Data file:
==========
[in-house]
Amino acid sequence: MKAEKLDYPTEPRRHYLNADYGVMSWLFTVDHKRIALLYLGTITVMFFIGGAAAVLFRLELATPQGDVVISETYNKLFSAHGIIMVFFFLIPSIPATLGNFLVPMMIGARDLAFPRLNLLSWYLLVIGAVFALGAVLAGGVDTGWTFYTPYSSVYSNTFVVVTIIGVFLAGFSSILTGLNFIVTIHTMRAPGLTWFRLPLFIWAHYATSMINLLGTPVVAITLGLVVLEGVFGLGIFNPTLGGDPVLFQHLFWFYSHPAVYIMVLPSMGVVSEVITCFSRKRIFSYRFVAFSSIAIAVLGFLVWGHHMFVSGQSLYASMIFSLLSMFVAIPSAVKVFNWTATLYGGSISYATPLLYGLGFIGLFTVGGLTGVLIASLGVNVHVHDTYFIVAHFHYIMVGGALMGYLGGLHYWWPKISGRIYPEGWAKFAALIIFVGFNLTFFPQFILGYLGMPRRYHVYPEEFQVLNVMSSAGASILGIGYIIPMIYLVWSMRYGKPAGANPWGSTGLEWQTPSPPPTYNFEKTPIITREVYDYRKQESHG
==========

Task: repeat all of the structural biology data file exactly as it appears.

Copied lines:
[in-house]
Amino acid sequence: MKAEKLDYPTEPRRHYLNADYGVMSWLFTVDHKRIALLYLGTITVMFFIGGAAAVLFRLELATPQGDVVISETYNKLFSAHGIIMVFFFLIPSIPATLGNFLVPMMIGARDLAFPRLNLLSWYLLVIGAVFALGAVLAGGVDTGWTFYTPYSSVYSNTFVVVTIIGVFLAGFSSILTGLNFIVTIHTMRAPGLTWFRLPLFIWAHYATSMINLLGTPVVAITLGLVVLEGVFGLGIFNPTLGGDPVLFQHLFWFYSHPAVYIMVLPSMGVVSEVITCFSRKRIFSYRFVAFSSIAIAVLGFLVWGHHMFVSGQSLYASMIFSLLSMFVAIPSAVKVFNWTATLYGGSISYATPLLYGLGFIGLFTVGGLTGVLIASLGVNVHVHDTYFIVAHFHYIMVGGALMGYLGGLHYWWPKISGRIYPEGWAKFAALIIFVGFNLTFFPQFILGYLGMPRRYHVYPEEFQVLNVMSSAGASILGIGYIIPMIYLVWSMRYGKPAGANPWGSTGLEWQTPSPPPTYNFEKTPIITREVYDYRKQESHG